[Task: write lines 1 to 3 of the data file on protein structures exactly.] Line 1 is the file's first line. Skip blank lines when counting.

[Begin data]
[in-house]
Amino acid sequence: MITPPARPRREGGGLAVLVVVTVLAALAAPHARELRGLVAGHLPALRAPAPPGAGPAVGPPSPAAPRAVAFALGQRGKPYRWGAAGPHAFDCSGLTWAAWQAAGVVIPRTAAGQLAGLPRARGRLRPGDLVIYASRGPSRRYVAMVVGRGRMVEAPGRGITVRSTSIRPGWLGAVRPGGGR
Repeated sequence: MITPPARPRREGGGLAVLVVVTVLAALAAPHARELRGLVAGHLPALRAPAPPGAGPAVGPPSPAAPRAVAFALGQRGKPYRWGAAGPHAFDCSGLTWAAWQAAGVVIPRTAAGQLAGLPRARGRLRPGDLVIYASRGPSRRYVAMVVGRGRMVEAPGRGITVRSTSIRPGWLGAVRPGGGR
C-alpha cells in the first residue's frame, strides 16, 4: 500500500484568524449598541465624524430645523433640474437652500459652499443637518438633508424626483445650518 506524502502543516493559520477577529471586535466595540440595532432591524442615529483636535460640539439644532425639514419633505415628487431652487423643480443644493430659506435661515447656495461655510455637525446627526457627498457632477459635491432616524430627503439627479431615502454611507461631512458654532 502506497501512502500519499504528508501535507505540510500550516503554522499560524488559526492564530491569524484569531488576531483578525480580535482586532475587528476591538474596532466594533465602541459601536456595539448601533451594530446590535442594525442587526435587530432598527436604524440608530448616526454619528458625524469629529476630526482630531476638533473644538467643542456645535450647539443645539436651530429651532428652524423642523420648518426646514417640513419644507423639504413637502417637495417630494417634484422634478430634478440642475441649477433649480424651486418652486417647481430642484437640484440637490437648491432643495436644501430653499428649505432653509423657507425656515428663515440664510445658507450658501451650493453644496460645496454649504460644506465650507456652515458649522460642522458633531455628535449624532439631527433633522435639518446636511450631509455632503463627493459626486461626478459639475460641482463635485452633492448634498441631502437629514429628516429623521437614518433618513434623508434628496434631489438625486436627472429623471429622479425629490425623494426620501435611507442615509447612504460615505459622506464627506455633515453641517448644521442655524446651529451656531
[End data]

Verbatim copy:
[in-house]
Amino acid sequence: MITPPARPRREGGGLAVLVVVTVLAALAAPHARELRGLVAGHLPALRAPAPPGAGPAVGPPSPAAPRAVAFALGQRGKPYRWGAAGPHAFDCSGLTWAAWQAAGVVIPRTAAGQLAGLPRARGRLRPGDLVIYASRGPSRRYVAMVVGRGRMVEAPGRGITVRSTSIRPGWLGAVRPGGGR
Repeated sequence: MITPPARPRREGGGLAVLVVVTVLAALAAPHARELRGLVAGHLPALRAPAPPGAGPAVGPPSPAAPRAVAFALGQRGKPYRWGAAGPHAFDCSGLTWAAWQAAGVVIPRTAAGQLAGLPRARGRLRPGDLVIYASRGPSRRYVAMVVGRGRMVEAPGRGITVRSTSIRPGWLGAVRPGGGR